I’ll admit, going through a travel challenge list was useful in that it gave me a chance to reflect on the many places I have been, and to start dreaming of places I would like to visit with my family.  So, where are we headed?  Good question.  Current thoughts include planning for an extended trip down the west coast of North America, exploring all the way from British Columbia, through Seattle, down the scenic Oregon coastline, and meandering through the majestic Redwoods of California.  It may not happen until next summer, but it most certainly won’t happen if we don’t plan for it at all!  We will be replicating portions of a trip my husband designed (and went on with his family) for a class project in high school.  I just knew there was something special about that guy the first moment he walked into my photography class in college…

Tell me:

What/where are you dreaming of exploring right now?

Have you started making travel plans?

What is on your travel docket for 2012?

This Year, Resolve To Do More With Less

•January 12, 2012 • 2 Comments

Every year, around this time, I feel squeezed.  The influx of presents, all of which come with space requirements in our modest 1300 SF home, leaves me feeling drained.  Where to put all this holiday shrapnel?    Where do I put my new snowshoes?  Where do we put the new dollhouse for my toddler?  Where to put the umpteenth doll that our toddler has now received?  We are seriously considering giving the dolls out as hostess gifts to our friends, so be warned.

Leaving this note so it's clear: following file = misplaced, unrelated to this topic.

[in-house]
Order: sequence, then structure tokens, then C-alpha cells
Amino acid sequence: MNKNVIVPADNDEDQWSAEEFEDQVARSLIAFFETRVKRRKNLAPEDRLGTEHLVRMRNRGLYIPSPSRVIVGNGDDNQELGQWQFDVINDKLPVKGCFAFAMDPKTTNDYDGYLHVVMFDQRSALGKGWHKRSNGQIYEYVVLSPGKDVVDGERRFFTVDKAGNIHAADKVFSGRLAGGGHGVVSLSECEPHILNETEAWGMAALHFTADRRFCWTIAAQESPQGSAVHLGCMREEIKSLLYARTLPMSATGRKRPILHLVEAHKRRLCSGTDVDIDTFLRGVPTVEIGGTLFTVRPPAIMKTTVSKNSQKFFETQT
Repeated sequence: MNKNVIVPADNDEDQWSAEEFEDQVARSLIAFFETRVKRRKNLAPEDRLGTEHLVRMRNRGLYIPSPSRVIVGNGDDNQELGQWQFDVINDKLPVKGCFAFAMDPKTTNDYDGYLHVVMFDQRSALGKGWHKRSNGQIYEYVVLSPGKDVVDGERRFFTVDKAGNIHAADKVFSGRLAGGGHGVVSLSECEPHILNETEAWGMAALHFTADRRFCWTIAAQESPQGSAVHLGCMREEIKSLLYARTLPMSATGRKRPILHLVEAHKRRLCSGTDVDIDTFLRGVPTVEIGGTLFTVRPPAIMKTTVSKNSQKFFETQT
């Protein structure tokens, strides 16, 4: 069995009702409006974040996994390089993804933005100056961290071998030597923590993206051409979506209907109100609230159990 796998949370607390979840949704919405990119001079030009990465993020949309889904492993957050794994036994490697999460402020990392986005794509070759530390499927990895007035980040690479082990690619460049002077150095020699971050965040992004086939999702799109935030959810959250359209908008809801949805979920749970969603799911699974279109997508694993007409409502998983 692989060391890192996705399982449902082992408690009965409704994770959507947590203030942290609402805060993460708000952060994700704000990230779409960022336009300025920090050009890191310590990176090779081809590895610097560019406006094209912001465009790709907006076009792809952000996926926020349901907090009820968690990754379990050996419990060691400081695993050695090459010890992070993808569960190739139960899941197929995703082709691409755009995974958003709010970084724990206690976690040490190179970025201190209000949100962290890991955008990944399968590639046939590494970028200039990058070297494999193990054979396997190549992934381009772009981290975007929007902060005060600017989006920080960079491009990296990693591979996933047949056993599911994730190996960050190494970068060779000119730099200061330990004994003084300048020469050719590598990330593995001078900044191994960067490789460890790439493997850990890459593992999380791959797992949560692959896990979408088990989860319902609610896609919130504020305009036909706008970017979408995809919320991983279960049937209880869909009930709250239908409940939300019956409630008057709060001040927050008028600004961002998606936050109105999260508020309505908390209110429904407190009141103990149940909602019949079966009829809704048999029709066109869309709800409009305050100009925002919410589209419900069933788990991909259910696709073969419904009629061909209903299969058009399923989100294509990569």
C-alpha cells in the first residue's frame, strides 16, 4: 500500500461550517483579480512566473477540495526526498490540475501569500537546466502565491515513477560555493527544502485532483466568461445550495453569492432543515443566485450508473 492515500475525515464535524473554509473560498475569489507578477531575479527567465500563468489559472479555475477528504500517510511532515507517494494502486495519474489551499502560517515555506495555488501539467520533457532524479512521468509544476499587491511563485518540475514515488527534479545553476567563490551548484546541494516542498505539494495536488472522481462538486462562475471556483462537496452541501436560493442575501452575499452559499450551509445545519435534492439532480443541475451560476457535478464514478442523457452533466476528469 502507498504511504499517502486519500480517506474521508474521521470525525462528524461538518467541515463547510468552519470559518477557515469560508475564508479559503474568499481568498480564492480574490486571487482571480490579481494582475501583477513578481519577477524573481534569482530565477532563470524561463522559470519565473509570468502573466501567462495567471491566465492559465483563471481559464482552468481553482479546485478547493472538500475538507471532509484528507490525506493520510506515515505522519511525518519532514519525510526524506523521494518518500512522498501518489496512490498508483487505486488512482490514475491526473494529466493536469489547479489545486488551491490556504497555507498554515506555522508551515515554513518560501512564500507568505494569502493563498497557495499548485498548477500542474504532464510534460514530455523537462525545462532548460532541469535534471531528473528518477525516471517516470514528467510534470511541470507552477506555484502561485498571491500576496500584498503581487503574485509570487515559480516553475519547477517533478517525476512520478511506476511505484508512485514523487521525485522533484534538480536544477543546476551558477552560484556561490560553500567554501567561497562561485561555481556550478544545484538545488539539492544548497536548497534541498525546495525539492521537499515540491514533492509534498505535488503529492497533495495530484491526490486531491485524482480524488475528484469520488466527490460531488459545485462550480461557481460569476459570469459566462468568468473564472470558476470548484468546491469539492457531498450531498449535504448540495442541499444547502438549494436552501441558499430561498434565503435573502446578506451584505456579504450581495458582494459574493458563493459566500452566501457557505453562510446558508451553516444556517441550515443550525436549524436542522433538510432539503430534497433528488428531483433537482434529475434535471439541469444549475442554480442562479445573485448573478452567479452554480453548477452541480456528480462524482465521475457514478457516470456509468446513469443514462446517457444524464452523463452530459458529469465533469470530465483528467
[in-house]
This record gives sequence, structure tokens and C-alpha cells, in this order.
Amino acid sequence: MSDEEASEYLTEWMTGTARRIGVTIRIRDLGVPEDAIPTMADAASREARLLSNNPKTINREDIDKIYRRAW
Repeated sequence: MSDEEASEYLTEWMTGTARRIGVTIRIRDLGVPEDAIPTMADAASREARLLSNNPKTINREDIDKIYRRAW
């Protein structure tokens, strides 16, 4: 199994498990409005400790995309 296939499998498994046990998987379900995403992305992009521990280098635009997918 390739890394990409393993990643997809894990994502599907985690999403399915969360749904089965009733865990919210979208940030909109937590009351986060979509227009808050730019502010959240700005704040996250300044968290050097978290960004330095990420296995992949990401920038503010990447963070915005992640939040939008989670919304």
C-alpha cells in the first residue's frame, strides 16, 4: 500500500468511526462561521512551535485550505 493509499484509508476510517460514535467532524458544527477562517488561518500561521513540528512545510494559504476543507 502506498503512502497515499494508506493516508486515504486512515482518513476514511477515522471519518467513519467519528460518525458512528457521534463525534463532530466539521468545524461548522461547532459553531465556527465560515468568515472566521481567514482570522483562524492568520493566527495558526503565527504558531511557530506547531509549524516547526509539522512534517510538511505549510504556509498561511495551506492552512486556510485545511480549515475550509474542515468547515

On top of that, we still have other logistical space issues in our house.  For example, the mountain of winter gear that perpetually overflows our three tiny basket bins in the kitchen.  And the overflowing coat hooks.  Every morning when we have to get out of the house, it is a ‘where’s Waldo’ festival of finding matching gloves, a hat to wear, and bickering about how someone else put their coat on your hook.  How can we solve our new space problems when they are compounded by our already existing ones?

It is times like these where I will find myself dreaming of the greener pastures of another house, another layout, that would solve ALL of our space problems.  I’ll even surf the MLS (multiple listing service) properties to pipe-dream about a ‘new’ house that would fit the bill.  So far, I struggle to find anything that comes reasonably close to solving our current space dilemmas.  There was a particular listing recently that seemed promising, but a drive by the property burst the water main on the pipe dream.  Apparently realtors know a thing or two about manipulating cameras to show the best sides of properties.  This one had severely peeling paint and had ZERO yard.  While I would give anything to lessen the amount of yard work currently on my plate, I’m not quite ready to settle for ZERO yard.  Especially one with no sunny space for growing food.

There’s also the question of increased $$$ every month for new digs.  The recent property in question would have added $500 more to our monthly mortgage.  I don’t know about you, but I can do a lot with $500 a month.  Recall the 6 week trip our family took to Greece last summer?  Yep, if you are wise about your money, you can make almost anything happen.